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Lester Maddox, 87; Georgia Governor Opposed Integration

June 26, 2003|Jon Thurber | Times Staff Writer

Lester Maddox, the flamboyant and controversial restaurant owner who in the 1960s parlayed a staunch segregationist stance into the governorship of Georgia, died Wednesday in Atlanta. He was 87.

Maddox had been battling a number of ailments, including cancer, complications from a stroke and heart attacks. He recently broke two ribs in a fall and contracted pneumonia. He had been under hospice care for a few weeks.

He first came to national attention in 1964 on the eve of a new era in America with the passing of federal laws that barred racial discrimination. But Maddox was firmly opposed to the laws, and when friends wielding ax handles drove black protesters from his Pickrick fried chicken restaurant in Atlanta, he made headlines across the country.

Maddox, for his part, waved a handgun at the protesters, calling them "no-good dirty communists." He closed the establishment months later rather than accept a court ruling ordering him to desegregate.

Although he had run two unsuccessful races for mayor of Atlanta and one for Georgia's lieutenant governor, Maddox turned his eye to the race for the statehouse in 1966. Running a glad-handing campaign that attracted large support in rural Georgia, Maddox won the Democratic nomination for governor.

In the general election, the margin between Maddox and his Republican opponent was so small that write-in votes for a third candidate prevented either from getting a majority. The decision was left to the predominantly Democratic Legislature, which gave the governorship to Maddox by a wide margin.

As governor, Maddox was perhaps remembered more for his offbeat antics than for any government policies. He was photographed riding a bicycle backward and riding on the hood of a car to open a new stretch of highway.

He walked off TV talk shows in disgust when fellow guests protested his social views. He instituted "little people day" every week, when he sat in the governor's office and listened to everyday folks complain about problems great and small. In one of those sessions, he chatted with four black convicts who had escaped expressly to find Maddox and complain about conditions in state prison. He established a panel to investigate their concerns.

Those who had feared further racial divisiveness when Maddox took office were somewhat surprised when he appointed more blacks to state government posts than any previous governor. He also worked for legal reform and helped gain pay increases for teachers and university professors. Even critics praised his honesty.

Merle Black, a Southern politics expert at Emory University in Atlanta, noted that one of Maddox's strengths was "his genuine concern for low-income people." And in Georgia, many low-income people happened to be blacks.

Maddox's interest in the poor came naturally. He grew up in the slums of the Georgia capital where he was born, one of seven children of a devout Baptist mother and a hard-drinking machinist father.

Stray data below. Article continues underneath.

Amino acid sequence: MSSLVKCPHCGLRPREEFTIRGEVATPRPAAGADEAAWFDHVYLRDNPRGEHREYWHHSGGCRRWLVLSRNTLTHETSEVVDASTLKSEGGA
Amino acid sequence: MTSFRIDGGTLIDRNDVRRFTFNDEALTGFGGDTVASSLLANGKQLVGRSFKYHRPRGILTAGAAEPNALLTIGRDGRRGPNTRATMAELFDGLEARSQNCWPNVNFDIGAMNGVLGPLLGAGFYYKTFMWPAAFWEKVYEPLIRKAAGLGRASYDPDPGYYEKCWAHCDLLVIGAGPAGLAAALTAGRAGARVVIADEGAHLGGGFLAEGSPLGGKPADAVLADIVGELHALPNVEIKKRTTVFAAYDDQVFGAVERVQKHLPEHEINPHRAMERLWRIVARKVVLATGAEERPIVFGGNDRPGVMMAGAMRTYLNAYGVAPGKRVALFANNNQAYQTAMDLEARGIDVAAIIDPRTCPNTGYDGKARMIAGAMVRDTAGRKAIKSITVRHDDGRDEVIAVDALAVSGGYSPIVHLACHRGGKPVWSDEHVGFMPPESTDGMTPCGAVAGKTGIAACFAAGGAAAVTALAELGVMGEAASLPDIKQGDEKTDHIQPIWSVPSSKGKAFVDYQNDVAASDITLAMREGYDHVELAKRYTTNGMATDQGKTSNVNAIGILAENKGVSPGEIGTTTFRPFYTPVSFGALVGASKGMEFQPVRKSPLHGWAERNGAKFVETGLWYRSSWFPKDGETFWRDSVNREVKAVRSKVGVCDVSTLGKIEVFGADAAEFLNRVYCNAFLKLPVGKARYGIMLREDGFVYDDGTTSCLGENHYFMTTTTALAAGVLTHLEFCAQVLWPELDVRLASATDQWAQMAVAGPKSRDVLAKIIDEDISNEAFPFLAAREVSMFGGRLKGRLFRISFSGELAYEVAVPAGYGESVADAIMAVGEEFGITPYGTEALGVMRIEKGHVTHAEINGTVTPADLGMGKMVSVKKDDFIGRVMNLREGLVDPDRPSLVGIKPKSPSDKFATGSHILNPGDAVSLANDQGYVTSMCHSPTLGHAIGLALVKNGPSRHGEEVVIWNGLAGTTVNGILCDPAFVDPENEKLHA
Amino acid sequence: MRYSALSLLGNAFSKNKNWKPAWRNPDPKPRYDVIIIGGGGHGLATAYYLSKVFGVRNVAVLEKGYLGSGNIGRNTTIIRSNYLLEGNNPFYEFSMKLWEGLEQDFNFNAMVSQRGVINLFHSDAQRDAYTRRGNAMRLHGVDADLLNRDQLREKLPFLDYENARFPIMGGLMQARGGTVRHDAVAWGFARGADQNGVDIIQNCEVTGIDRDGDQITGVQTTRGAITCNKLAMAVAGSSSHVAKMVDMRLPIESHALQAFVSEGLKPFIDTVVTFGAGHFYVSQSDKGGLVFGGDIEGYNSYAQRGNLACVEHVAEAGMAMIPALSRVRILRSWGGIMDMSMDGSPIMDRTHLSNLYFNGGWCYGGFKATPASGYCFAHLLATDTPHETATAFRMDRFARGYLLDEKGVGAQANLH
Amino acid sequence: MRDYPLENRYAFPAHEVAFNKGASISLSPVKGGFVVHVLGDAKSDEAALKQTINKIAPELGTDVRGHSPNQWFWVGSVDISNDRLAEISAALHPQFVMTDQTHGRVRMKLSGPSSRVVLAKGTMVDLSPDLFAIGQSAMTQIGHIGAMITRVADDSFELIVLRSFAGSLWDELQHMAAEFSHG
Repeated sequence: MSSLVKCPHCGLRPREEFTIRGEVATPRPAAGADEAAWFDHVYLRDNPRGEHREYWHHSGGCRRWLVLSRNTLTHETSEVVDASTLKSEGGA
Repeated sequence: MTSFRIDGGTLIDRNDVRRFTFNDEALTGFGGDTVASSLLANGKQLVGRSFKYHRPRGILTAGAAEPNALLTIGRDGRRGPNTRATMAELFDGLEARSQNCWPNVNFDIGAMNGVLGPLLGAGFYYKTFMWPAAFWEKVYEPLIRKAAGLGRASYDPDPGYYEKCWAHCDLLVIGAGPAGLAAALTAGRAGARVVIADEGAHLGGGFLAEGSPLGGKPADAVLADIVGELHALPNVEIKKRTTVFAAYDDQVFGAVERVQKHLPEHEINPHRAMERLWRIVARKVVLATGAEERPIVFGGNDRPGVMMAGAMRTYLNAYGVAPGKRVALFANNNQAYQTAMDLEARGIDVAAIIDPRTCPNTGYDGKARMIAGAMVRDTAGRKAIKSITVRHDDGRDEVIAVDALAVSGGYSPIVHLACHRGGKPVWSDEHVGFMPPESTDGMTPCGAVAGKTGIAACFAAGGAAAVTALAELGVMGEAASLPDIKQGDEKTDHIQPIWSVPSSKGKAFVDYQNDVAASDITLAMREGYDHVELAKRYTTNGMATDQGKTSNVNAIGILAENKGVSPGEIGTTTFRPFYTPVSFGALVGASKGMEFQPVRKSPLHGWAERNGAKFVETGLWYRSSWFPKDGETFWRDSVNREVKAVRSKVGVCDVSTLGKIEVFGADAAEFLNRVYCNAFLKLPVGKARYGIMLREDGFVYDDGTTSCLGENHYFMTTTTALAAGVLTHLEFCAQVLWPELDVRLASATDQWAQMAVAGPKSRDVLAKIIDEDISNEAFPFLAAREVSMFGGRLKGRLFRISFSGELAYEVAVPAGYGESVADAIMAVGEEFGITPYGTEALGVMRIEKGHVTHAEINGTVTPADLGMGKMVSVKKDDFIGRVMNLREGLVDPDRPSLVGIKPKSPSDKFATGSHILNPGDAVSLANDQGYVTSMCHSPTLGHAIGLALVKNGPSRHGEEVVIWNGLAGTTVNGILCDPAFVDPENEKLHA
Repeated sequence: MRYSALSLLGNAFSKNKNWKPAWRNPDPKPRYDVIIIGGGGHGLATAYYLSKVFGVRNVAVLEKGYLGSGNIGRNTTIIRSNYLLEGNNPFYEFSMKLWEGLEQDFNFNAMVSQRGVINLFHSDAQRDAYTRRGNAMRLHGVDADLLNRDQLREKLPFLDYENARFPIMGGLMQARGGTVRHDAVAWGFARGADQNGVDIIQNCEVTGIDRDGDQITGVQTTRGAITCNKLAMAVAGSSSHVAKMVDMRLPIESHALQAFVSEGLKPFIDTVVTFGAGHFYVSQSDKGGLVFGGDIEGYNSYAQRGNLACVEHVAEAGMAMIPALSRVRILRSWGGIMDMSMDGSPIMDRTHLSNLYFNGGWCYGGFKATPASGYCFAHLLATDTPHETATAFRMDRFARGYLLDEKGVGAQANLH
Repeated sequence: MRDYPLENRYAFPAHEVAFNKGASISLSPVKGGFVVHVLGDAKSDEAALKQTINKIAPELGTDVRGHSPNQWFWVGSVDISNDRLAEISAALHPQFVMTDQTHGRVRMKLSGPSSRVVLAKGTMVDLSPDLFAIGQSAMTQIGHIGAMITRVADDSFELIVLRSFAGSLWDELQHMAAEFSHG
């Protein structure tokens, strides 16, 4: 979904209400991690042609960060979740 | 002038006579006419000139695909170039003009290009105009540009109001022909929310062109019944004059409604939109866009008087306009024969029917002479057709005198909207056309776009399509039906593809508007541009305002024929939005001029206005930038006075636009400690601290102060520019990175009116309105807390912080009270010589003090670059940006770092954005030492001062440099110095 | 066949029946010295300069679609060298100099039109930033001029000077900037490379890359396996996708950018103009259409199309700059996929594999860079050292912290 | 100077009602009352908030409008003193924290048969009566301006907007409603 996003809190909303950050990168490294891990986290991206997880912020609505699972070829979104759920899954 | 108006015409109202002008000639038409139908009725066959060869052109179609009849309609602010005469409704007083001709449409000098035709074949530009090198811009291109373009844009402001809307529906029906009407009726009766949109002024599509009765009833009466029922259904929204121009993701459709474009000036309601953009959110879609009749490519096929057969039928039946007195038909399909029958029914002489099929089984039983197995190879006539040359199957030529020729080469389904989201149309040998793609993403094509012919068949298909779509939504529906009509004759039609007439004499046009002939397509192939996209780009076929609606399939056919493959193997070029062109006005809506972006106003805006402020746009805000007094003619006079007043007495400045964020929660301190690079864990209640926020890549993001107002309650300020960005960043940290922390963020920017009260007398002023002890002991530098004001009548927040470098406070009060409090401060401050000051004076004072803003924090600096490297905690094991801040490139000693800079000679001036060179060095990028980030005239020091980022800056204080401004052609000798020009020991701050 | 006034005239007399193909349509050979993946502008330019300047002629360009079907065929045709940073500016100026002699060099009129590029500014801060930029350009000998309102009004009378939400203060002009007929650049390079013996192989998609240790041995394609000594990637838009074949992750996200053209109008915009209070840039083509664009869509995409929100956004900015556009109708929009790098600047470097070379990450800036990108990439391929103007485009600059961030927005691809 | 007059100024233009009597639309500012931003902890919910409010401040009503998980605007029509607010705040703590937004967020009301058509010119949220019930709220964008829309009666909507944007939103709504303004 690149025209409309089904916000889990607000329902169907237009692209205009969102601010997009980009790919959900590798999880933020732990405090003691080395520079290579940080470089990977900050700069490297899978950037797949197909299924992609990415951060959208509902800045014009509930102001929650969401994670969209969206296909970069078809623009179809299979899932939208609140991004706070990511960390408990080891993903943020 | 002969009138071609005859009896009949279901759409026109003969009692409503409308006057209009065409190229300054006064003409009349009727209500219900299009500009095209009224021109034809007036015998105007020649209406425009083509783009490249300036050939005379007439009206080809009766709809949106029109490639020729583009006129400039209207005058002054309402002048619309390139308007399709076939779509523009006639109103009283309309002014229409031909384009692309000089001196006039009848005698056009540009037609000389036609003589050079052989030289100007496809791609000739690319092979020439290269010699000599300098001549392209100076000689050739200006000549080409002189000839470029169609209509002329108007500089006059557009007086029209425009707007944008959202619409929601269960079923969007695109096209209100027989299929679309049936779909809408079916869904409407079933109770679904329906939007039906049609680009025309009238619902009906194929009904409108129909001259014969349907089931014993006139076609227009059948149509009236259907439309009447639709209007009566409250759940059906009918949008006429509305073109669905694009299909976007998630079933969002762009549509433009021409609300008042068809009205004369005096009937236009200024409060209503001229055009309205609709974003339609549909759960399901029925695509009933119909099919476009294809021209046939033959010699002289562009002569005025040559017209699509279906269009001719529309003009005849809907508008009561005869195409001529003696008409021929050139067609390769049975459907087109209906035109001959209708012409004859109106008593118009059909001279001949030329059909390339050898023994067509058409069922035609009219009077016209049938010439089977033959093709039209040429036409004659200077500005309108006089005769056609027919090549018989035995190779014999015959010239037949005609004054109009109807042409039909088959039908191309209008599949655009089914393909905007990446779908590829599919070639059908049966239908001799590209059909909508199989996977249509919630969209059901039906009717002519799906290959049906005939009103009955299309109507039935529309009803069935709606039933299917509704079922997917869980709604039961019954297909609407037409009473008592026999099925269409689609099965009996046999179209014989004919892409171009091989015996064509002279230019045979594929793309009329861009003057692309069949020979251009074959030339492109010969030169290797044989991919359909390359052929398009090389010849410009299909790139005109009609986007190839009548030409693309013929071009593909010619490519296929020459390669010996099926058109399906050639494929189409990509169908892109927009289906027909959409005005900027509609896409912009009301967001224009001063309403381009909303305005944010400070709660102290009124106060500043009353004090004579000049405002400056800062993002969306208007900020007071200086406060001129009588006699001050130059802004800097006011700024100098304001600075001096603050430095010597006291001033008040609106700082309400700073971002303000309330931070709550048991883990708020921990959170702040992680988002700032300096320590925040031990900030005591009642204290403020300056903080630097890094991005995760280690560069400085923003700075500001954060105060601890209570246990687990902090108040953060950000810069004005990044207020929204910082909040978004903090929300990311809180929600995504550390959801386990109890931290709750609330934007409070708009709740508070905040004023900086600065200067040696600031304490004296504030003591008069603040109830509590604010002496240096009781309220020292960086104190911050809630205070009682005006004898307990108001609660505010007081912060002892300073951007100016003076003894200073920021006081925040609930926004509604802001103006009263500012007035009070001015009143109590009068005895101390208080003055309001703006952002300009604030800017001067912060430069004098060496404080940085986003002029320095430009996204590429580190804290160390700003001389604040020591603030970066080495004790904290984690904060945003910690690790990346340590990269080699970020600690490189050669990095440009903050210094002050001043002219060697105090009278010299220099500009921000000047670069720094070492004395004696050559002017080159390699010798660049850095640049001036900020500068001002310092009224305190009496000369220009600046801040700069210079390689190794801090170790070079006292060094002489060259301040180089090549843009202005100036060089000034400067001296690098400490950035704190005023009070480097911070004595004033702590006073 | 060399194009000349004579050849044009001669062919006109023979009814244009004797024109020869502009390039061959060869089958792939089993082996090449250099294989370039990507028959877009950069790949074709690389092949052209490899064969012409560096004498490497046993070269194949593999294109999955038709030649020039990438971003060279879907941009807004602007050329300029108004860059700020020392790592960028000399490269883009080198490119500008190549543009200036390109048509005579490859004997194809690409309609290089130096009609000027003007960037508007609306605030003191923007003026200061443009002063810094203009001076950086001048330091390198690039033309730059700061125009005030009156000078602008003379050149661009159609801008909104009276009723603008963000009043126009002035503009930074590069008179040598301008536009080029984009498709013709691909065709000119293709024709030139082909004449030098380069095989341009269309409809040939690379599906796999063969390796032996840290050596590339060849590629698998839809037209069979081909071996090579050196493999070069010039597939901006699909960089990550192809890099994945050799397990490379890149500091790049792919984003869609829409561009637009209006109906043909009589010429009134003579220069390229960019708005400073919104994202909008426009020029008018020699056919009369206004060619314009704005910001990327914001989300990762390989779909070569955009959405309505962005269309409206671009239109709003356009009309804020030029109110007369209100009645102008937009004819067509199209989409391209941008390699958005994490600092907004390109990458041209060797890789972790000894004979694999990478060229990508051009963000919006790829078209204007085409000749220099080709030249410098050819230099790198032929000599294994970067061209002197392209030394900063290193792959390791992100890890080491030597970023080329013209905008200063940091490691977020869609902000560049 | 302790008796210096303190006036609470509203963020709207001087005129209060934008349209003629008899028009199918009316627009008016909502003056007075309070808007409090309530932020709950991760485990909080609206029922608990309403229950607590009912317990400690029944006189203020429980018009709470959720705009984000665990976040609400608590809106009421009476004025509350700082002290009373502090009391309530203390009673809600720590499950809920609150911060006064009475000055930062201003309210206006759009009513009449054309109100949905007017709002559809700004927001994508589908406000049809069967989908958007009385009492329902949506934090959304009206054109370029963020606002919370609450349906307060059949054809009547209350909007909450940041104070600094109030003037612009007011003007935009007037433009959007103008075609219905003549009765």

Maddox sold newspapers, candy and soft drinks on the sidewalks as a youngster and dropped out of the 11th grade during the Depression in 1933 because he simply "didn't like school." He later took courses in accounting and engineering and completed his high school education by correspondence.

But Maddox did well in business and managed to profit from small real estate deals in the next decade. His most successful business endeavor was the Pickrick, which he opened in the late 1940s.

With a large newspaper advertising campaign for the restaurant, in which he also criticized the federal government's negative impact on state and individual rights, the eatery became one of the most popular restaurants in the region. Its success was also the result of good food and moderate prices.

After closing the restaurant in the face of legal pressures, he opened a souvenir stand in front of the restaurant and sold several thousand dollars worth of souvenir ax handles to mark his bid to drive out black protesters. He later opened a furniture store, which he also called Pickrick.

None of this hurt his gubernatorial bid.

Maddox became something of a caricature during his time in the statehouse and afterward. He was the frequent target of political cartoonists, op-ed page columnists and social critics, including the songwriter Randy Newman, who used an incident when Maddox appeared on the Dick Cavett talk show as a focal point for the satirical song "Rednecks" on the 1974 album "Good Old Boys."

After a failed race for president in 1976, Maddox briefly turned to stand-up comedy, teaming up with a black man he had pardoned from jail while serving as governor. The duo called themselves "the Governor and the Dishwasher," and quickly disappeared from the scene.

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